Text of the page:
After the start of summer vacation, in the beginning of August, I had a conversation with the director of the school, during which it was made clear to me that I must accept her conditions: disappear from all LGBT groups; stop putting any similar information on my wall; and not participate in discussions on the subject… That is to say, ‘make a choice, what is more important to you – being a teacher, or your activist views.’ Just the chance to accept these conditions put me into a two day depression of looking at myself in the mirror with constant abhorrence. In essence, it meant the betrayal of myself, and everything I believe in. How to confess that I’m deficient, and because of this, I must stay silent, hide, and be afraid… No, I don’t agree, we aren’t supposed to live like this, we don’t deserve this. And exactly then I made the decision that at THIS price, I don’t need the job of a teacher. But I decided not to do anything right off the bat, but to observe the development of events, because obviously the homophobes had something else up their sleeve.

‘Something else’ came in the form of allegations against me to the district attorney’s office, accusing me of homosexual propaganda. Some especially ethical guardian of the morals of Magnitogorsk declared that her not-yet-of-age son entered my page by mistake, and was ‘propagandized’!!! In the declaration, she also requests to check why the parents weren’t informed about the ‘untraditional’ orientation of their childrens’ teacher. But I should also mention that before the run-in with Isayev, my interest in LGBT didn’t particularly concern anyone. Essentially they outed me, I just didn’t deny it.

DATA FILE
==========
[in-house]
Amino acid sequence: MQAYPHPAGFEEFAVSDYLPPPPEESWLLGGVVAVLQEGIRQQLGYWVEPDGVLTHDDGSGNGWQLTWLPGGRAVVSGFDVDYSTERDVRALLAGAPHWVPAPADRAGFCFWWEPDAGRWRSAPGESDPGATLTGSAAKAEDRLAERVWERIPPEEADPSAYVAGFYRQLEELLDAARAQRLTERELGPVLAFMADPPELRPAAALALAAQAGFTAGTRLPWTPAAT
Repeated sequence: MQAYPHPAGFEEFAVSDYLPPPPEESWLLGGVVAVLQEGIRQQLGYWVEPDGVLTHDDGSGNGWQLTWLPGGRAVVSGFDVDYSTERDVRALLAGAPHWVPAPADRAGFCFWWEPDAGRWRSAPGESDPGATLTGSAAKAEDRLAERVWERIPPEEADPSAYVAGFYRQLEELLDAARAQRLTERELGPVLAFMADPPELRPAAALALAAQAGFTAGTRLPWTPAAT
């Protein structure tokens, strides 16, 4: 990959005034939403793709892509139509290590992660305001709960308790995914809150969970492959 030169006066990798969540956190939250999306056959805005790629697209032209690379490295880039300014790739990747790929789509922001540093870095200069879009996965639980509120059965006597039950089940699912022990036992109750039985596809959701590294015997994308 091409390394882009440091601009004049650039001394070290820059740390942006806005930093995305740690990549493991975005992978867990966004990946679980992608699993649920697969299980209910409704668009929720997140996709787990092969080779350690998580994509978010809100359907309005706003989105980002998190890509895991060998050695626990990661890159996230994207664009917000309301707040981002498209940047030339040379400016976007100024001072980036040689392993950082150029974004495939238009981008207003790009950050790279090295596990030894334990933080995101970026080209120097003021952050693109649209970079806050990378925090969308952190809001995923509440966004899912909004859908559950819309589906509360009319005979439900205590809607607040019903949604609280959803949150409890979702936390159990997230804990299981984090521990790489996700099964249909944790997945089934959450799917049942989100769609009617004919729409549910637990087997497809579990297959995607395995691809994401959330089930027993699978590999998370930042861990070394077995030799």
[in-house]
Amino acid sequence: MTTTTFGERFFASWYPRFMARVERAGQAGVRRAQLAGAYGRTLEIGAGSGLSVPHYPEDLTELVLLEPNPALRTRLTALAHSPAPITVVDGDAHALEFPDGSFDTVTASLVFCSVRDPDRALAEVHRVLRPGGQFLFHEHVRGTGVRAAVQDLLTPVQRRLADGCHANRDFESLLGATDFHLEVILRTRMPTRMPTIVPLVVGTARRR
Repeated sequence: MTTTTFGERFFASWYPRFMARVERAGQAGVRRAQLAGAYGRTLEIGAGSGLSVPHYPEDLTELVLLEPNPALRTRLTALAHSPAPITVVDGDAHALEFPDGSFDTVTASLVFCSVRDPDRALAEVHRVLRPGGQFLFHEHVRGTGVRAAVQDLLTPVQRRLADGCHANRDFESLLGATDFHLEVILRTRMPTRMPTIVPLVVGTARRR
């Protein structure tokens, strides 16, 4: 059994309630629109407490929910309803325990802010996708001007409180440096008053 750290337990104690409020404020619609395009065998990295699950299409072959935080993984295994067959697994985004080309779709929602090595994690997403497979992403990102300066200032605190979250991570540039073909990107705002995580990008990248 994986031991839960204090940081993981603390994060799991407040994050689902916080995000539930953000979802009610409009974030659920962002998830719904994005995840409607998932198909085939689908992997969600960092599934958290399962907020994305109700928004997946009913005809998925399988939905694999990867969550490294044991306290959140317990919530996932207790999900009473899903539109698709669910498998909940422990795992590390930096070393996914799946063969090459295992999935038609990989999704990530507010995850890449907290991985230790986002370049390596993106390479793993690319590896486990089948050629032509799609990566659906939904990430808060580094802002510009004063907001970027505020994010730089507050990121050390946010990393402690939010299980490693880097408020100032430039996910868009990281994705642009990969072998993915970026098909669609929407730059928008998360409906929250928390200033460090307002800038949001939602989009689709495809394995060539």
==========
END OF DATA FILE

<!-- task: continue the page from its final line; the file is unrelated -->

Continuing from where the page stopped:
Returning to the allegations, the whole issue of the accusation of propaganda boiled down to my V Kontakte page. A page on a social network!!! This is apparently the root of all evil. I lost my job, I lost so much sleep over it, I lost my privacy, all this because of a pathetic account on a social networking site?! I never thought that such a thing was even possible. All in all, the district attorney’s office was the last straw. I wrote a declaration that I was resigning from the school of my own volition.

To those who think that I gave up, I’ll answer them now: Forgive me, perfect people, but I wanted my life to belong to me. I understood that I alone didn’t have enough resources to fight against ‘windmills’ because actual support came only from activists in St. Petersburg and Moscow. My own friends and acquaintances in LGBT thought that I was the one to blame.

Together with my resignation, it was decided to make the reason for my departure public. Coercion of LGBT teachers to resign from their jobs happens everywhere, but very few know about it. Considering the fact that Magnitogorsk is a small, provincial city, I knew that if this story got picked up by the media, my life would become difficult. Having established friendly contact with LGBT activists in St. Petersburg, I moved to continue my life there.”